The second theory of distributive climate justice is what I will call the progressive tax principle. Similar to how progressive tax codes charge wealthy individuals more than impoverished ones, this principle states that responsibility for paying should be a sliding scale based on the wealth of a country. This approach minimizes the negative impacts of payment on a particular country. Similar to individuals, the more money a country has the less utility they gain from each additional dollar. A billion dollars would better aid a country with few resources than an already wealthy one. There are diminishing returns on increases in wealth, but also on decreases in wealth. If a billion dollars would be extremely beneficial to one country, then taking it away would have a detrimental effect of similar magnitude. By making the amount of money we charge countries a function of their wealth, we minimize the extremity of the negative effects that are incurred in forming the climate change fund. The collection of payment from countries to fight climate change is necessary, but the costs and tradeoffs incurred should be minimized. The main objection to this theory questions the connection between wealth and responsibility. While it may be true that wealthy countries are more able to contribute to the climate change fund, that does not necessarily make it their responsibility to combat climate change. If someone spills a glass of milk, it is not necessarily another person’s responsibility to clean it up even if they are closer to the mess and better able to clean it. It may play a role in level of responsibility, but ability to help in and of itself does not imply a necessary duty to help.
The final theory of distributive justice is the per capita approach. This principle states that the amount countries must contribute to the climate change fund depends solely on their population. Say the climate change fund needs to reach a certain threshold to solve climate change. Call that figure X. X is divided by the population of the earth to produce figure Y and the amount each state is charged is then Y multiplied by their population. This theory does not prescribe that each person within each country must pay figure Y, but simply that their country raises the total figure. There is little merit to this argument. It is unclear why each state’s moral responsibility to combat climate change is based on its population. One rationale could be that each person produces roughly a similar level of pollution, so forcing countries to pay by population is a way to distribute the cost in terms of the total environmental harm each country is responsible for. However, in this case the per capita approach is simply a crude iteration of the polluters pay principle. Under this rationale, the per capita approach wants countries to pay based on their total contribution to global warming, measured by assuming each person within the country pollutes the same, while the polluter pays principle organizes it by how much they actually pollute. There is no clear basis for why responsibility to contribute to the climate change fund must be based on population. Without this rationale the theory is no more reasonable than one that distributes responsibility based on any other random factor.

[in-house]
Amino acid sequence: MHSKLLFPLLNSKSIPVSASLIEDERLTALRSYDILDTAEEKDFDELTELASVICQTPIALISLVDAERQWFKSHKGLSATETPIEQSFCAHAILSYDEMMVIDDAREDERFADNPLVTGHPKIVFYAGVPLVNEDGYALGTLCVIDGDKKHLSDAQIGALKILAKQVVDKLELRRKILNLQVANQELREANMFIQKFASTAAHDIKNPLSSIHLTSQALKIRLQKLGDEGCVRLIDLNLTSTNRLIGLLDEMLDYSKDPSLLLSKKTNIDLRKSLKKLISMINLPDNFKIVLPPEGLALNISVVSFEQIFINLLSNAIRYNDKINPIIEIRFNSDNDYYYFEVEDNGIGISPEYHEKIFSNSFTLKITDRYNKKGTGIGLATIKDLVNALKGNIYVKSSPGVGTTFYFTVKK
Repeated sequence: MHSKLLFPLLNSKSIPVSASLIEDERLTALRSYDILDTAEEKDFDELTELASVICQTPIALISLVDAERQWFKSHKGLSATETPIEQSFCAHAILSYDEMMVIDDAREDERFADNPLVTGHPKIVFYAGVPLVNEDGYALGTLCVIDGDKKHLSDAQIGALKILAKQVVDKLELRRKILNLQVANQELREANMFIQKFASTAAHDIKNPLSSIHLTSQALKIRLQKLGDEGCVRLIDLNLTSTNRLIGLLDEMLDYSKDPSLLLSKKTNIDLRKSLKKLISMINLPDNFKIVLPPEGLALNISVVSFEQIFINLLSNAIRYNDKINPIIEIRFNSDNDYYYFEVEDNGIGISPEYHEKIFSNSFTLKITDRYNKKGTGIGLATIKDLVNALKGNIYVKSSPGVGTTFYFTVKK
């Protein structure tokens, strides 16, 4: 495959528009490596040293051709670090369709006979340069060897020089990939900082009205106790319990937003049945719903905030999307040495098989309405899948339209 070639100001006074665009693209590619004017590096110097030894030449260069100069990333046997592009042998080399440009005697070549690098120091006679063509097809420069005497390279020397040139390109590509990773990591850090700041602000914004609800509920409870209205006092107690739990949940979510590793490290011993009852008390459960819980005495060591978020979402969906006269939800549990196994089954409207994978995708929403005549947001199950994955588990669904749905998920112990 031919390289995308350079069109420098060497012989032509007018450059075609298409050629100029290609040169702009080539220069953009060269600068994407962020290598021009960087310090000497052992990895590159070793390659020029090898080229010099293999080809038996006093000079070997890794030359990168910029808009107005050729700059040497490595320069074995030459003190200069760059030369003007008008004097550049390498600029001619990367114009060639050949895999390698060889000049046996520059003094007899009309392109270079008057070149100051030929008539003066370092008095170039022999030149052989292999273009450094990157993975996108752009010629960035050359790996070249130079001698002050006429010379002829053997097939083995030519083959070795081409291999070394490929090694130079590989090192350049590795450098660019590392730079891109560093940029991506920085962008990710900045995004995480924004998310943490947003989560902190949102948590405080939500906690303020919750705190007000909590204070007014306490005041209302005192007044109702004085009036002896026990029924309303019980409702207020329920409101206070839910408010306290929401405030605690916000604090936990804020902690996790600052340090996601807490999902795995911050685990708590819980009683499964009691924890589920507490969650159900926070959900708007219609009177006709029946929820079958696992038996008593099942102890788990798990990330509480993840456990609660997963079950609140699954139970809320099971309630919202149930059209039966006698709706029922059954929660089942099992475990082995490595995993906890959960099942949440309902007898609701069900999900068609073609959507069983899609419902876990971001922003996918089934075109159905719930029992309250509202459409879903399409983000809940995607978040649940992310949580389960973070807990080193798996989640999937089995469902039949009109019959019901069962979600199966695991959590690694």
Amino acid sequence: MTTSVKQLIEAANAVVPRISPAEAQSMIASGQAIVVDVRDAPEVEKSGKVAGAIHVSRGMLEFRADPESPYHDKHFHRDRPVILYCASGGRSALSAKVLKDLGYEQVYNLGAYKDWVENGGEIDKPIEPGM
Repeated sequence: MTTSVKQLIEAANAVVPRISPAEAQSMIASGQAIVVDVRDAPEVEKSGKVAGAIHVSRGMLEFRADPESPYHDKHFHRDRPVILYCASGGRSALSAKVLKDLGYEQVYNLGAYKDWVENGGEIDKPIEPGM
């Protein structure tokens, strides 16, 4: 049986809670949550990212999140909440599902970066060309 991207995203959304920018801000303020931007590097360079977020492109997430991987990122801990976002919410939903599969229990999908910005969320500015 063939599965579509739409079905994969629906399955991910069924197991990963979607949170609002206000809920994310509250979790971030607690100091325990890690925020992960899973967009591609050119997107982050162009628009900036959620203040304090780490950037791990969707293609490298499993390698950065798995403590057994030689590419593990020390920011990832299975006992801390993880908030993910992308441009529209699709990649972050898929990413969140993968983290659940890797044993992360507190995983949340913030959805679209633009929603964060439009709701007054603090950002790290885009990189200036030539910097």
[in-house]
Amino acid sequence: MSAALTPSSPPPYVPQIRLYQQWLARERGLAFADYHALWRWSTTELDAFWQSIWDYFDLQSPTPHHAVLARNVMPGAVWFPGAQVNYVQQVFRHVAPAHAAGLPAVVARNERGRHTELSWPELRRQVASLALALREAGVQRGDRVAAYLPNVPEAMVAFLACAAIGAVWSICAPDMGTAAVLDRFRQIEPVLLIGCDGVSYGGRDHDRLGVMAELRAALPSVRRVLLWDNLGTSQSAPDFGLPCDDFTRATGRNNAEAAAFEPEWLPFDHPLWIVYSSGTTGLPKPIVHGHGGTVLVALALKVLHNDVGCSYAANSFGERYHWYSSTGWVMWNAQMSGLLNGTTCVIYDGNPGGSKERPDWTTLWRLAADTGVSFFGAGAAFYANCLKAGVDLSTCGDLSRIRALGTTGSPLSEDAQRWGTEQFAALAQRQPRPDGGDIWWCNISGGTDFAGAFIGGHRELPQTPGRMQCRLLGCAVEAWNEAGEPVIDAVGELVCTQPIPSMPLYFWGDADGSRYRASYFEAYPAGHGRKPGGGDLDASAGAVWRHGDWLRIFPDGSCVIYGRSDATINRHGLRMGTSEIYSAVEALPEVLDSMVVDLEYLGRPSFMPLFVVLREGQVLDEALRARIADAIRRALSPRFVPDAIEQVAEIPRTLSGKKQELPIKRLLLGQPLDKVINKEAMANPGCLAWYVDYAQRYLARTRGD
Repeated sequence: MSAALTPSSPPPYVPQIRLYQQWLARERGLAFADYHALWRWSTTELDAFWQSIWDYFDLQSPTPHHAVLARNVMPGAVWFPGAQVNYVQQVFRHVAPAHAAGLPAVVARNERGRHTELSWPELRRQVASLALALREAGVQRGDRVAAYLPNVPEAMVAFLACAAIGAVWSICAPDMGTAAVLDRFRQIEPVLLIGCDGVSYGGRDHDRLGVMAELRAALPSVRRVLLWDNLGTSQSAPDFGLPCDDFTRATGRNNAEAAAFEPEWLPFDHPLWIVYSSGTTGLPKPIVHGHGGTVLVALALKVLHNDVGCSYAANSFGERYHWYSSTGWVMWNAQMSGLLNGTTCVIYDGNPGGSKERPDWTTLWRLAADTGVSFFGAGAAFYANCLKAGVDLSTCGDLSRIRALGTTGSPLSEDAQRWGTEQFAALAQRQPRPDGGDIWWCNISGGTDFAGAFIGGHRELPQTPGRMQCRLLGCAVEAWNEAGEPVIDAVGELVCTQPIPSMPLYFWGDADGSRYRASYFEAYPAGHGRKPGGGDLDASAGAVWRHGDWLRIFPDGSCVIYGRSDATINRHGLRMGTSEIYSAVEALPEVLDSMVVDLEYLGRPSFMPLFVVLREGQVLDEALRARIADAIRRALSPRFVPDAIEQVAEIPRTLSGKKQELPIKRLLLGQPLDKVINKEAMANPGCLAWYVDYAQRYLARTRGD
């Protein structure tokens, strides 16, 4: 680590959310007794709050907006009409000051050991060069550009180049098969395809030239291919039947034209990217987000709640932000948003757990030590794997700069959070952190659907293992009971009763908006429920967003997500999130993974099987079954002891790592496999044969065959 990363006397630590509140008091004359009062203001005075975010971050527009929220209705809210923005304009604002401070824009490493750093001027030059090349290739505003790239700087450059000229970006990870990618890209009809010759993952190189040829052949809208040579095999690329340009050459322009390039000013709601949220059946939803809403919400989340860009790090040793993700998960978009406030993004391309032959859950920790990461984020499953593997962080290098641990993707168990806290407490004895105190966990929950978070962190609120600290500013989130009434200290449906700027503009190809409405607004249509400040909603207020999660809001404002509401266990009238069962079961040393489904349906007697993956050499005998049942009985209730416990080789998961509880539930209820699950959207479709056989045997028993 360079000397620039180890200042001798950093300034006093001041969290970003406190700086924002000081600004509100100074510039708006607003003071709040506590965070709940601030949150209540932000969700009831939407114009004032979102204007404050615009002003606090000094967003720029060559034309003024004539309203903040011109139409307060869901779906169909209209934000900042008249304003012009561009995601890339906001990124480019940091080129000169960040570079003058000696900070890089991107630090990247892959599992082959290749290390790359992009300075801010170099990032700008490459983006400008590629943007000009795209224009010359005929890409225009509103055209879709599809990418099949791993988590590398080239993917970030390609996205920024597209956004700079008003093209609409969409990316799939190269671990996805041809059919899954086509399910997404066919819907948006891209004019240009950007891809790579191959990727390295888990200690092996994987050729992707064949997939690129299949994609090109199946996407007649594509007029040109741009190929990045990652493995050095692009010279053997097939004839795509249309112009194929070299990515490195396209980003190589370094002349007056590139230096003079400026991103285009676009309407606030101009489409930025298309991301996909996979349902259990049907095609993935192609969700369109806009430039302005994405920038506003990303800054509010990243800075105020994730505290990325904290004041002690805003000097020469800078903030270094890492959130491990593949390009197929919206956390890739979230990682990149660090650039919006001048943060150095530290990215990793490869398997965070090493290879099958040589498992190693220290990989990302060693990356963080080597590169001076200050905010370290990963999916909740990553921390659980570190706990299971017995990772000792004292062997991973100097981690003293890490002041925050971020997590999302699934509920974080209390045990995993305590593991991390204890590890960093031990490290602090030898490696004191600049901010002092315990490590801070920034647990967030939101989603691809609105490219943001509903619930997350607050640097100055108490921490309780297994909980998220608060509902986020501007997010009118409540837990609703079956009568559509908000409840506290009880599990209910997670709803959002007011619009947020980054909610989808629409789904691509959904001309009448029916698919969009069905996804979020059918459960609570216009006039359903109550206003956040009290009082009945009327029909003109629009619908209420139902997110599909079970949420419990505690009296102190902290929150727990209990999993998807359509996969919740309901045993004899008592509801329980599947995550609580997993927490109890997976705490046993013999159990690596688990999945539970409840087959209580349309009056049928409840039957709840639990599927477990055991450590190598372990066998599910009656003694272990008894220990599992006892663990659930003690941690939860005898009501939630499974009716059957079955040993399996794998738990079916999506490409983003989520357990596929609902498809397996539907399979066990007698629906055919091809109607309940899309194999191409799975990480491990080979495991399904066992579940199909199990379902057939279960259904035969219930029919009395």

The optimal solution to the climate change crisis is a modified version of the polluters pay principle. The polluter pays principle is essentially correct. People should be responsible for fixing the harms that they created. However, as stated earlier, issues arise when we consider polluters who are excusably ignorant or dead. Both problems create complications of incomplete coverage. Excusably ignorant polluters should not be held morally responsible for their actions, so it would be unjust to force them to contribute to the climate change fund. If every culpable polluter gave to the fund proportional to the harm they created, there would still not be enough money to resolve climate change. The would-be contribution from excusably ignorant polluters would still be missing. This issue of incomplete coverage, however, is a practical complication more than one that attacks the principle itself. We should have started this process of building up the climate change fund since major pollution began a hundred years ago. The owners of the first factories should have been properly educated on the effects of pollution on climate change. Under these conditions, the issue of excusably ignorant polluters would not plague the polluter pays principle. The fact that these things did not happen, however, does not invalidate the principle itself but simply requires an addendum be added to compensate for the lost contributions. This secondary theory should be to split the gap in funding across all countries based on wealth. This approach resolves the issue of incomplete coverage, as the missing income is covered by current countries on a sliding scale based on their wealth. It also maintains that the polluter pays principle is the primary agent in determining responsibility, with the secondary principle of taxing countries based on wealth being the fairest way to resolve the current climate change crisis. One possible objection to this approach is that it still does not address the progressive tax principle’s issue of identifying a clear link between wealth and responsibility. Under this modified version of the polluter pays principle, responsibility is still primarily linked to those who caused the harm. The secondary principle we defer to of taxing countries based on wealth is a way to assign responsibility in a minimally damaging way, based on ability, to help stop a crisis. In emergency situations, direct involvement in bringing about the situation is not necessary for responsibility. If a country can help they should. It is analogous to the example of the drowning baby. Even if it is not a person’s child or the person’s fault that the child is drowning, if they are capable of saving the baby, they have a responsibility to. While the child’s parent has the greatest responsibility to save the child, if they cannot save the baby by themselves, anybody with the ability to help should provide aid. Similarly, in the crisis of climate change, if contributions from the prefered way of determining responsibility, through causation, is insufficient, responsibility trickles down to those who are able to help.